The Cycle of Life:
An History of Experimental Ecology

Sterling Memorial
Kline Sciences
Medical Historical
Exhibit Map

Selman Waksman, Sergei Winogradsky: His Life and Work, The Life of a Great Bacteriologist, 1953

In 1949, at the age of 93, Sergei Winogradsky (1856-1953) made one final effort to establish his legacy in the history of science. He concluded his scientific career by synthesizing his life’s work in a 900-page compendium entitled (in French) Soil Microbiology: Problems and Methods, Fifty Years of Investigations. He entitled his book Soil Microbiology, but, revealingly, he structured it as a history of his contributions to ecology. Organizing it thematically, according to research subject, he consistently directed his readers to the ecological significance of his work. As a final statement of this, he ended his tome with an essay on “The Principles of Ecological Microbiology, A Synthesis.” Writing in 1945, Winogradsky traced “the remote origin of this new branch of the grand microbiological science” to Louis Pasteur’s concept of “the role of the ‘infiniment petits’ in nature.” Winogradsky understood what historians of science have only begun to understand—that ecology owes a substantial debt to microbiology.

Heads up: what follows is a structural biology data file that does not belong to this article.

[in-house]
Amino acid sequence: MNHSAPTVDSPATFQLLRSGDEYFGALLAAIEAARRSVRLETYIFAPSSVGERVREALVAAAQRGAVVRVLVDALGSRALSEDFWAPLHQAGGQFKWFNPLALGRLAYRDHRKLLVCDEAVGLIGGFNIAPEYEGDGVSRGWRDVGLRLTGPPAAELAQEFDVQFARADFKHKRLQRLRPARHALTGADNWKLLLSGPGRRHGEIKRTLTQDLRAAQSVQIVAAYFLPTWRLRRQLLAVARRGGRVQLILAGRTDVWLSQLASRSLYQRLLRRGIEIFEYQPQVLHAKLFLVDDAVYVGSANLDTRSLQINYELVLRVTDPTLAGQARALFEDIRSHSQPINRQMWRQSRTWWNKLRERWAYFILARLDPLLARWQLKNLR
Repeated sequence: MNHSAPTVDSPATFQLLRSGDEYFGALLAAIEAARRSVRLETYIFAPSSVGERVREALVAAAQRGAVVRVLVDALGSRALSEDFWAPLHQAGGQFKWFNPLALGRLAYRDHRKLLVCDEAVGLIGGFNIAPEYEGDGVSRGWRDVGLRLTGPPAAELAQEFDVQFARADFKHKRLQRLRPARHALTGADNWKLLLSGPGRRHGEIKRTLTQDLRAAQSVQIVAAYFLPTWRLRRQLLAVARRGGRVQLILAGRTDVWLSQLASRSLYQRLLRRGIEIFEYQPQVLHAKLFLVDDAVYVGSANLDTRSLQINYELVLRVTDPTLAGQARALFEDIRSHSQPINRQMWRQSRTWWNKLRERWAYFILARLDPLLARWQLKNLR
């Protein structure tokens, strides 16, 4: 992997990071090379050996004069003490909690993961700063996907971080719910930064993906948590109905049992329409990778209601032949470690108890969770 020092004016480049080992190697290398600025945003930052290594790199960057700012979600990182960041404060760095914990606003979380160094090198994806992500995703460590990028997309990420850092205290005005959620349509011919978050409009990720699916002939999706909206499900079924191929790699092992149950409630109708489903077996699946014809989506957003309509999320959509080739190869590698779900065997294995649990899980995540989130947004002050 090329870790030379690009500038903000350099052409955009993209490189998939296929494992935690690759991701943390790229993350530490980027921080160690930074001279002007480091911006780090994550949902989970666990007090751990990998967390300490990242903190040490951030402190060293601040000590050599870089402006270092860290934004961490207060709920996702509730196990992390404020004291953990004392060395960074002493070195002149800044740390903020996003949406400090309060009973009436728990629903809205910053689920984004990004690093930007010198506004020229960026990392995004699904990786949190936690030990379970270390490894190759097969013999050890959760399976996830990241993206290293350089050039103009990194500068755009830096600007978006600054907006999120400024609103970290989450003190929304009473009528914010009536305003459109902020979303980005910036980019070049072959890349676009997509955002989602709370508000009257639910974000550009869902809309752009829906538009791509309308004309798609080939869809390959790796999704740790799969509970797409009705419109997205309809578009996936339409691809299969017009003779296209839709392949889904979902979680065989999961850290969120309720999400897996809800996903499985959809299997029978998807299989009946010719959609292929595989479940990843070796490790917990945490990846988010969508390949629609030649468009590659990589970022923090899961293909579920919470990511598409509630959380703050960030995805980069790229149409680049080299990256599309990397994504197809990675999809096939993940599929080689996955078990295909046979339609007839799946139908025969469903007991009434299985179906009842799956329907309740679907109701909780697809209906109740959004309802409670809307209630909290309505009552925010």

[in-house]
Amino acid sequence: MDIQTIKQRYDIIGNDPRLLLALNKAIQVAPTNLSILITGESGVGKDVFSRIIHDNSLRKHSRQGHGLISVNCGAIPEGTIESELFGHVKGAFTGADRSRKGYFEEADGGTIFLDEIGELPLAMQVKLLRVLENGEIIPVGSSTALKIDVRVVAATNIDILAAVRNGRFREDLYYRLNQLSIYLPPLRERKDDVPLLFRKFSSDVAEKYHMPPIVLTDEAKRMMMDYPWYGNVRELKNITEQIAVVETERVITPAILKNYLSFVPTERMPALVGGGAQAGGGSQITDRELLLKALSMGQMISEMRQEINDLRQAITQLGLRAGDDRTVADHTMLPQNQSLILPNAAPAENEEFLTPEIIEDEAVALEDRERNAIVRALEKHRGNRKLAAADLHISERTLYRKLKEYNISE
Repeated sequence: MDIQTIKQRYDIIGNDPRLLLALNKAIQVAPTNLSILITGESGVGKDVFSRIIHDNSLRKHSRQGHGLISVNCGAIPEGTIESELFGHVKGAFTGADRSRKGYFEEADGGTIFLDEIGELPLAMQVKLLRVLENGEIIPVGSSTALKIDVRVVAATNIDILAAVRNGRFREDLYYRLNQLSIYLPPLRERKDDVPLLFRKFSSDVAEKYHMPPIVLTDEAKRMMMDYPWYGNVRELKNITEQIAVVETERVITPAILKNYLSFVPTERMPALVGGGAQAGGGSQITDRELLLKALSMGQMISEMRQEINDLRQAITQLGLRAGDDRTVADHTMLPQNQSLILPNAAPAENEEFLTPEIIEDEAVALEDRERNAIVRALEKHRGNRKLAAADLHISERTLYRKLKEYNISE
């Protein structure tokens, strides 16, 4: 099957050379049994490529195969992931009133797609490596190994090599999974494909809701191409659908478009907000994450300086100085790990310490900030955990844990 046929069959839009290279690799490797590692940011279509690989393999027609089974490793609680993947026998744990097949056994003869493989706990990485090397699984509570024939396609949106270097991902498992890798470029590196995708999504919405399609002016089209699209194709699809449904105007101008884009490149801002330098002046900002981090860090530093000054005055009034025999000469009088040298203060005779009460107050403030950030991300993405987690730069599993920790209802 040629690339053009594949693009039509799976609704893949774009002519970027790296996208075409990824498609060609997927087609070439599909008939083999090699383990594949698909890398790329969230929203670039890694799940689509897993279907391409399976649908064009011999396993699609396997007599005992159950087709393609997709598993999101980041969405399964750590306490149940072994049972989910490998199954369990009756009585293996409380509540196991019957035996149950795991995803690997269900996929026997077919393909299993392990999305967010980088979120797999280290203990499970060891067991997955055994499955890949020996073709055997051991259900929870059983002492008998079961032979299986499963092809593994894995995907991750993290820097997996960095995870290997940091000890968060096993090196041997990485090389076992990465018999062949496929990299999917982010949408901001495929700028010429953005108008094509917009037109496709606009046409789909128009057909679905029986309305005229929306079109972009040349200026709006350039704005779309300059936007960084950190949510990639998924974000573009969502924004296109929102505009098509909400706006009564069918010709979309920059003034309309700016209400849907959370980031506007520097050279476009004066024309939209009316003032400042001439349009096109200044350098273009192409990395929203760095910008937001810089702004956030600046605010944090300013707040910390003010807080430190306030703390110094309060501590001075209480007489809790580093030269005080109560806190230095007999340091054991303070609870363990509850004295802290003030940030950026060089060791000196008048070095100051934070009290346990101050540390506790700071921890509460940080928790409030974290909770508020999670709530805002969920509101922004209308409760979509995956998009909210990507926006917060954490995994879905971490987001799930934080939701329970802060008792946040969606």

Erasmus Darwin, Zoonomia, 1793
Charles Darwin, On the Formation of Vegetable Matter by Worms, 1881
Alexander von Humboldt, Cosmos, 1858
Dumas and Boussingault, Balance of Organic Matter, 1844
Ferdinand Cohn, Bacteria, The Smallest Living Beings, 1872
Louis Pasteur, Etudes sur la Biere, 1862
Selman Waksman, Sergei Winogradsky, 1953
Selman Waksman, Humus, 1939
Vladimir Vernadsky, Principles of Biogeochemistry, 1960
James Lovelock, An Homage to Gaia, 1985
Lloyd Ackert
Whitney Humanities Center
Yale University
53 Wall Street
P.O. Box 208298
New Haven, CT 06520-8298
Office: (203).432.3112

The Sterling Memorial Exhibit is located in the Overflow Case to the left of the circulation desk. The Sterling Memorial Library is located at

120 High Street
Yale University
New Haven, CT 06520
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